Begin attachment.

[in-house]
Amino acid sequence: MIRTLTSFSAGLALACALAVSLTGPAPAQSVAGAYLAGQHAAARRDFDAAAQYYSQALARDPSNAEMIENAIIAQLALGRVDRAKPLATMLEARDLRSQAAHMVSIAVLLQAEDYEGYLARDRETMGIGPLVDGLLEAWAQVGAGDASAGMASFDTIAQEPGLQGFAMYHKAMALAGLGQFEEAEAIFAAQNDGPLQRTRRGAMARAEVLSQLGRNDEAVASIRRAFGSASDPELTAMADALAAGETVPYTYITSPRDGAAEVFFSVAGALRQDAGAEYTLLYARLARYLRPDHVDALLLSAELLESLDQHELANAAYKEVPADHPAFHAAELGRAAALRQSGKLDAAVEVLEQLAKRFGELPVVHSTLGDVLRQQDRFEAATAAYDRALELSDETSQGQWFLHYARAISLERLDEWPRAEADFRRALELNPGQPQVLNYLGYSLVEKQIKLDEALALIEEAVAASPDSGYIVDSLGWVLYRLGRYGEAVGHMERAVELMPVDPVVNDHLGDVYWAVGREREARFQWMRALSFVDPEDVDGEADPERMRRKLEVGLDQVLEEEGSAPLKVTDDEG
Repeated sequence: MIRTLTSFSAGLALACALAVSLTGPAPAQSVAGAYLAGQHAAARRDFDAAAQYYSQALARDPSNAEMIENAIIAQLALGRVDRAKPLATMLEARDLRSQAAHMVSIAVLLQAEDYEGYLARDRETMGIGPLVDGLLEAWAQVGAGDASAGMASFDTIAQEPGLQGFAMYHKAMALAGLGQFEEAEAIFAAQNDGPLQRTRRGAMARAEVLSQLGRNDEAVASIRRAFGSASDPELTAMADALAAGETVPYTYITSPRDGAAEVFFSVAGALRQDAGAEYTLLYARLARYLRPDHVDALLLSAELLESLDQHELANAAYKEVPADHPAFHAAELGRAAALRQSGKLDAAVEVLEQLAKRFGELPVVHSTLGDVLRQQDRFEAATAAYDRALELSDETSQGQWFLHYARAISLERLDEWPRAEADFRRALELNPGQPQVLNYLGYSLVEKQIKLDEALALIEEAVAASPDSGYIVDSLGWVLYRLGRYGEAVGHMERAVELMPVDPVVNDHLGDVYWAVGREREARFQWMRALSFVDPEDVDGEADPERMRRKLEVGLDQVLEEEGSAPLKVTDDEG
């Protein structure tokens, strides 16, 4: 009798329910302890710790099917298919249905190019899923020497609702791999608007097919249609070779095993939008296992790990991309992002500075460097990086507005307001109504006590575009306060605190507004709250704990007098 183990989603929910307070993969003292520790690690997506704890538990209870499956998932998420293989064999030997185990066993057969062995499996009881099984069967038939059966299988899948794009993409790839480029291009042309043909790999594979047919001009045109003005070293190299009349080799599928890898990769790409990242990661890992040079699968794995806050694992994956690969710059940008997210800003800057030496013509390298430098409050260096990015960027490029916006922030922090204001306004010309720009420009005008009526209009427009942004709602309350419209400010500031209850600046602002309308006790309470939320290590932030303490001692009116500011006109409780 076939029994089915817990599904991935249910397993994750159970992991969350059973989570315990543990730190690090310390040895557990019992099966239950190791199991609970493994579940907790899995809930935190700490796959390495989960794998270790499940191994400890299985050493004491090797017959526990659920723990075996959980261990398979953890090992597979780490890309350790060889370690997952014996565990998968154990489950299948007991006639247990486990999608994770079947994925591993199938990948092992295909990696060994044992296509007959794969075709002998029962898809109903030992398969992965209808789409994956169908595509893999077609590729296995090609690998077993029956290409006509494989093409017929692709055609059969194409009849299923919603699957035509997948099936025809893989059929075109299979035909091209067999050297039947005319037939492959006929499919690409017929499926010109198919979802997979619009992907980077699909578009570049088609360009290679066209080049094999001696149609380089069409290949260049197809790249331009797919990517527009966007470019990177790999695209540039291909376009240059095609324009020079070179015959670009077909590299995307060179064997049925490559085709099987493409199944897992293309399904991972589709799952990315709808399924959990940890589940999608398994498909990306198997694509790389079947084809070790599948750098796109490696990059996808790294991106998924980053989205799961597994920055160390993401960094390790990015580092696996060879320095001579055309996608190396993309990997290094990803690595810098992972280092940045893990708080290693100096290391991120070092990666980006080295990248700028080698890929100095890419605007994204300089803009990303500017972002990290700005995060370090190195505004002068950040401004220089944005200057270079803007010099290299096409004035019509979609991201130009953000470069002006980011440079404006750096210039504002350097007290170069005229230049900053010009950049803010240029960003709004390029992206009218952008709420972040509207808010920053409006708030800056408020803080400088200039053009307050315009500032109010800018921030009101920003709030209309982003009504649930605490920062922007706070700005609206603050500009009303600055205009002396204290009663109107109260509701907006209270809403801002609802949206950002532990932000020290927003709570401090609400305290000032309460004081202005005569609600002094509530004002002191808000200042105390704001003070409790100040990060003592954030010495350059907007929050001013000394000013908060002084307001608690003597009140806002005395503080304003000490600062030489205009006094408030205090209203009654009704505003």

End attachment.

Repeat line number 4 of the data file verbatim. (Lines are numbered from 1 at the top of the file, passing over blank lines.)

């Protein structure tokens, strides 16, 4: 009798329910302890710790099917298919249905190019899923020497609702791999608007097919249609070779095993939008296992790990991309992002500075460097990086507005307001109504006590575009306060605190507004709250704990007098 183990989603929910307070993969003292520790690690997506704890538990209870499956998932998420293989064999030997185990066993057969062995499996009881099984069967038939059966299988899948794009993409790839480029291009042309043909790999594979047919001009045109003005070293190299009349080799599928890898990769790409990242990661890992040079699968794995806050694992994956690969710059940008997210800003800057030496013509390298430098409050260096990015960027490029916006922030922090204001306004010309720009420009005008009526209009427009942004709602309350419209400010500031209850600046602002309308006790309470939320290590932030303490001692009116500011006109409780 076939029994089915817990599904991935249910397993994750159970992991969350059973989570315990543990730190690090310390040895557990019992099966239950190791199991609970493994579940907790899995809930935190700490796959390495989960794998270790499940191994400890299985050493004491090797017959526990659920723990075996959980261990398979953890090992597979780490890309350790060889370690997952014996565990998968154990489950299948007991006639247990486990999608994770079947994925591993199938990948092992295909990696060994044992296509007959794969075709002998029962898809109903030992398969992965209808789409994956169908595509893999077609590729296995090609690998077993029956290409006509494989093409017929692709055609059969194409009849299923919603699957035509997948099936025809893989059929075109299979035909091209067999050297039947005319037939492959006929499919690409017929499926010109198919979802997979619009992907980077699909578009570049088609360009290679066209080049094999001696149609380089069409290949260049197809790249331009797919990517527009966007470019990177790999695209540039291909376009240059095609324009020079070179015959670009077909590299995307060179064997049925490559085709099987493409199944897992293309399904991972589709799952990315709808399924959990940890589940999608398994498909990306198997694509790389079947084809070790599948750098796109490696990059996808790294991106998924980053989205799961597994920055160390993401960094390790990015580092696996060879320095001579055309996608190396993309990997290094990803690595810098992972280092940045893990708080290693100096290391991120070092990666980006080295990248700028080698890929100095890419605007994204300089803009990303500017972002990290700005995060370090190195505004002068950040401004220089944005200057270079803007010099290299096409004035019509979609991201130009953000470069002006980011440079404006750096210039504002350097007290170069005229230049900053010009950049803010240029960003709004390029992206009218952008709420972040509207808010920053409006708030800056408020803080400088200039053009307050315009500032109010800018921030009101920003709030209309982003009504649930605490920062922007706070700005609206603050500009009303600055205009002396204290009663109107109260509701907006209270809403801002609802949206950002532990932000020290927003709570401090609400305290000032309460004081202005005569609600002094509530004002002191808000200042105390704001003070409790100040990060003592954030010495350059907007929050001013000394000013908060002084307001608690003597009140806002005395503080304003000490600062030489205009006094408030205090209203009654009704505003």